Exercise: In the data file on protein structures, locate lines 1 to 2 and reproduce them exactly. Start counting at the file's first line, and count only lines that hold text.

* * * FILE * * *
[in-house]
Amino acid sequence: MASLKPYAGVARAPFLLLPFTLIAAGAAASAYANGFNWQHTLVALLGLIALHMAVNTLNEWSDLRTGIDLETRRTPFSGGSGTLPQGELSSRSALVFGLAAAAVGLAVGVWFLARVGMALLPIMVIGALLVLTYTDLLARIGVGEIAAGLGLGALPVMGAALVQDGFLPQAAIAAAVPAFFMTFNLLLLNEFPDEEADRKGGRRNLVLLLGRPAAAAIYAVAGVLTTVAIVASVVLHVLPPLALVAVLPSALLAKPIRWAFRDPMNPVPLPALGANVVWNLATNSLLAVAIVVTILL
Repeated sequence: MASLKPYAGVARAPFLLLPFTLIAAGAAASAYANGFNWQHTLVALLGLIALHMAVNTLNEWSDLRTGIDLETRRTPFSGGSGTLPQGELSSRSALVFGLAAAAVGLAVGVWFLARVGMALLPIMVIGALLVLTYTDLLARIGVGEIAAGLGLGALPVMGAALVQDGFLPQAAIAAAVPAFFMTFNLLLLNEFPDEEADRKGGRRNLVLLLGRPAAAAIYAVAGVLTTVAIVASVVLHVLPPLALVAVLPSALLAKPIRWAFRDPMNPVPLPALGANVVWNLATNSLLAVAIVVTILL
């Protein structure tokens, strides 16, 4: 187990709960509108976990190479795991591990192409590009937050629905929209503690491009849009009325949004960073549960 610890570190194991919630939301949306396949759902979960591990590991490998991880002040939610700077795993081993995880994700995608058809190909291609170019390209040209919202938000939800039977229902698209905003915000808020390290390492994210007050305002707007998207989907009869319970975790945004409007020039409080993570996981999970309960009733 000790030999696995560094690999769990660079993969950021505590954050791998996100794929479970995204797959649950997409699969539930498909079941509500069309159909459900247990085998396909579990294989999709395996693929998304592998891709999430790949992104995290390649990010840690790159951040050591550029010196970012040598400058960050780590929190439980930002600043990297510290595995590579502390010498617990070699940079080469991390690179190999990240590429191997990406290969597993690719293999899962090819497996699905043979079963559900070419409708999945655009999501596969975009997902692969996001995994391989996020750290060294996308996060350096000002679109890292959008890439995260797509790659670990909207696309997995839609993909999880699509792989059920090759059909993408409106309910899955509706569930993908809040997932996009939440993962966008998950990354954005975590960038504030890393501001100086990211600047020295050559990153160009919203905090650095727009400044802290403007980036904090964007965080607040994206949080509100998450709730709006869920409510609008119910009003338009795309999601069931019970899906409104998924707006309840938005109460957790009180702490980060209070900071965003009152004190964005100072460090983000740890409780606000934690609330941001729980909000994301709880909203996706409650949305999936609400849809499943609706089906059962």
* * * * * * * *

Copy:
[in-house]
Amino acid sequence: MASLKPYAGVARAPFLLLPFTLIAAGAAASAYANGFNWQHTLVALLGLIALHMAVNTLNEWSDLRTGIDLETRRTPFSGGSGTLPQGELSSRSALVFGLAAAAVGLAVGVWFLARVGMALLPIMVIGALLVLTYTDLLARIGVGEIAAGLGLGALPVMGAALVQDGFLPQAAIAAAVPAFFMTFNLLLLNEFPDEEADRKGGRRNLVLLLGRPAAAAIYAVAGVLTTVAIVASVVLHVLPPLALVAVLPSALLAKPIRWAFRDPMNPVPLPALGANVVWNLATNSLLAVAIVVTILL